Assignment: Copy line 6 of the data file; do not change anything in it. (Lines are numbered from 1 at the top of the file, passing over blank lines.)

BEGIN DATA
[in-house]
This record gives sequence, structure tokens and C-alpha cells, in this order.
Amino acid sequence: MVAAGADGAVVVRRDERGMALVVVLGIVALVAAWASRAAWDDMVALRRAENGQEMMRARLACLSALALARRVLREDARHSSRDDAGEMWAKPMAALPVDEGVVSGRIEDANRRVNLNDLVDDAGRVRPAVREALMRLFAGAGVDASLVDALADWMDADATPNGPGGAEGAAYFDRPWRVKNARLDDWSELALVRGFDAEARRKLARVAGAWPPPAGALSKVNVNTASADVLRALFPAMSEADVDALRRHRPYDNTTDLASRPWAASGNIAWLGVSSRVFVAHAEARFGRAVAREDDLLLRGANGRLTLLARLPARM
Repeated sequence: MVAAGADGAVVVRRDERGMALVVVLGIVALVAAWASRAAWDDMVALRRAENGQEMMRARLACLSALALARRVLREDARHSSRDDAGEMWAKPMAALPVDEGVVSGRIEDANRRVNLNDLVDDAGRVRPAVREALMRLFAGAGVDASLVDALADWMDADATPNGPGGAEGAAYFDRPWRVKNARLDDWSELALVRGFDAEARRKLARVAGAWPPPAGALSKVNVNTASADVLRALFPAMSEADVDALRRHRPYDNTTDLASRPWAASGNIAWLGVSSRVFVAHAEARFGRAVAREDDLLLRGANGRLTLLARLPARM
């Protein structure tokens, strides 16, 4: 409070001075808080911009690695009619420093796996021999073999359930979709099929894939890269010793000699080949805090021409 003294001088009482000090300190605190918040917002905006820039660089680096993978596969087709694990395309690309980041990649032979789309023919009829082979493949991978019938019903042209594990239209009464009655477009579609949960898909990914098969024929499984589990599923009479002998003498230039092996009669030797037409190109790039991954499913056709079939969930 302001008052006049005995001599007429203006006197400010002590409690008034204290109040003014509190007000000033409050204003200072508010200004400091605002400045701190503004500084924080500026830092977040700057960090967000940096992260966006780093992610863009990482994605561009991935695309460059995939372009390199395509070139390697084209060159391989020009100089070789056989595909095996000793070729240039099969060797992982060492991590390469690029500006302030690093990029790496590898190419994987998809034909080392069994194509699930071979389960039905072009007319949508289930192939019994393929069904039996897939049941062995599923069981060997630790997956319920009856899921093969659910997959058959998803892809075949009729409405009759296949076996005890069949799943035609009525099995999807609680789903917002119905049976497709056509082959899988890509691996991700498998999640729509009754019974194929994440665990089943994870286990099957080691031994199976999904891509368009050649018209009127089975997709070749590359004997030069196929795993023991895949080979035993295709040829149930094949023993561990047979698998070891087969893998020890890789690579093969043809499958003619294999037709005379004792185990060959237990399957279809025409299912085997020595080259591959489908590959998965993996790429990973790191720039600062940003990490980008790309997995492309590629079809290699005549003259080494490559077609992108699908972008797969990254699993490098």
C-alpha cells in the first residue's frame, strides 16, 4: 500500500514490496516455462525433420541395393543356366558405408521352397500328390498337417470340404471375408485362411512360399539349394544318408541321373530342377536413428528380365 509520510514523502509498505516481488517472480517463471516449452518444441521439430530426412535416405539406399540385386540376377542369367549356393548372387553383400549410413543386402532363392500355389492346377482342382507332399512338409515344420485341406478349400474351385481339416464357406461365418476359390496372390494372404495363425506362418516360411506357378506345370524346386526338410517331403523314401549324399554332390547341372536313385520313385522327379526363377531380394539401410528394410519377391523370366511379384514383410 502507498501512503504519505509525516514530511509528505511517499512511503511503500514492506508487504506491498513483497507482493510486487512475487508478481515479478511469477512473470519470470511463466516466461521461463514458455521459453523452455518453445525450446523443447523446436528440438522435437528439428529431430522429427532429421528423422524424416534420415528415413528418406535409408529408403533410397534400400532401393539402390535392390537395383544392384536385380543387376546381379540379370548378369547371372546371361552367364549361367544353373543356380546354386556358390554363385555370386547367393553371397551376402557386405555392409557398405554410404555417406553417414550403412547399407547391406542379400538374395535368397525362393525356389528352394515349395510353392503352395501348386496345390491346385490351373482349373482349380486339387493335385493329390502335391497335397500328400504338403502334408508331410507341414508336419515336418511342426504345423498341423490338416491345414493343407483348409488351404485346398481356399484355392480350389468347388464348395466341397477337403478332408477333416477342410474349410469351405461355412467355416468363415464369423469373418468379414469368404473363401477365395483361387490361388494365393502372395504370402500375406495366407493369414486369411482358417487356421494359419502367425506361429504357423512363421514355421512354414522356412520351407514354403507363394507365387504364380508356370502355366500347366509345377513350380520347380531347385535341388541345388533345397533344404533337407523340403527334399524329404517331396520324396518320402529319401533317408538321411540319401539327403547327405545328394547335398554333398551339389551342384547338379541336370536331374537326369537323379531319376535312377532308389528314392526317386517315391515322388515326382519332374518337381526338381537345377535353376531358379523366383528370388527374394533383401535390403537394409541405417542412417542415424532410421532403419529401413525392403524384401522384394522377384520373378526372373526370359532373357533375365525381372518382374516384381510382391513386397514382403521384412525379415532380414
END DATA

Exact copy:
C-alpha cells in the first residue's frame, strides 16, 4: 500500500514490496516455462525433420541395393543356366558405408521352397500328390498337417470340404471375408485362411512360399539349394544318408541321373530342377536413428528380365 509520510514523502509498505516481488517472480517463471516449452518444441521439430530426412535416405539406399540385386540376377542369367549356393548372387553383400549410413543386402532363392500355389492346377482342382507332399512338409515344420485341406478349400474351385481339416464357406461365418476359390496372390494372404495363425506362418516360411506357378506345370524346386526338410517331403523314401549324399554332390547341372536313385520313385522327379526363377531380394539401410528394410519377391523370366511379384514383410 502507498501512503504519505509525516514530511509528505511517499512511503511503500514492506508487504506491498513483497507482493510486487512475487508478481515479478511469477512473470519470470511463466516466461521461463514458455521459453523452455518453445525450446523443447523446436528440438522435437528439428529431430522429427532429421528423422524424416534420415528415413528418406535409408529408403533410397534400400532401393539402390535392390537395383544392384536385380543387376546381379540379370548378369547371372546371361552367364549361367544353373543356380546354386556358390554363385555370386547367393553371397551376402557386405555392409557398405554410404555417406553417414550403412547399407547391406542379400538374395535368397525362393525356389528352394515349395510353392503352395501348386496345390491346385490351373482349373482349380486339387493335385493329390502335391497335397500328400504338403502334408508331410507341414508336419515336418511342426504345423498341423490338416491345414493343407483348409488351404485346398481356399484355392480350389468347388464348395466341397477337403478332408477333416477342410474349410469351405461355412467355416468363415464369423469373418468379414469368404473363401477365395483361387490361388494365393502372395504370402500375406495366407493369414486369411482358417487356421494359419502367425506361429504357423512363421514355421512354414522356412520351407514354403507363394507365387504364380508356370502355366500347366509345377513350380520347380531347385535341388541345388533345397533344404533337407523340403527334399524329404517331396520324396518320402529319401533317408538321411540319401539327403547327405545328394547335398554333398551339389551342384547338379541336370536331374537326369537323379531319376535312377532308389528314392526317386517315391515322388515326382519332374518337381526338381537345377535353376531358379523366383528370388527374394533383401535390403537394409541405417542412417542415424532410421532403419529401413525392403524384401522384394522377384520373378526372373526370359532373357533375365525381372518382374516384381510382391513386397514382403521384412525379415532380414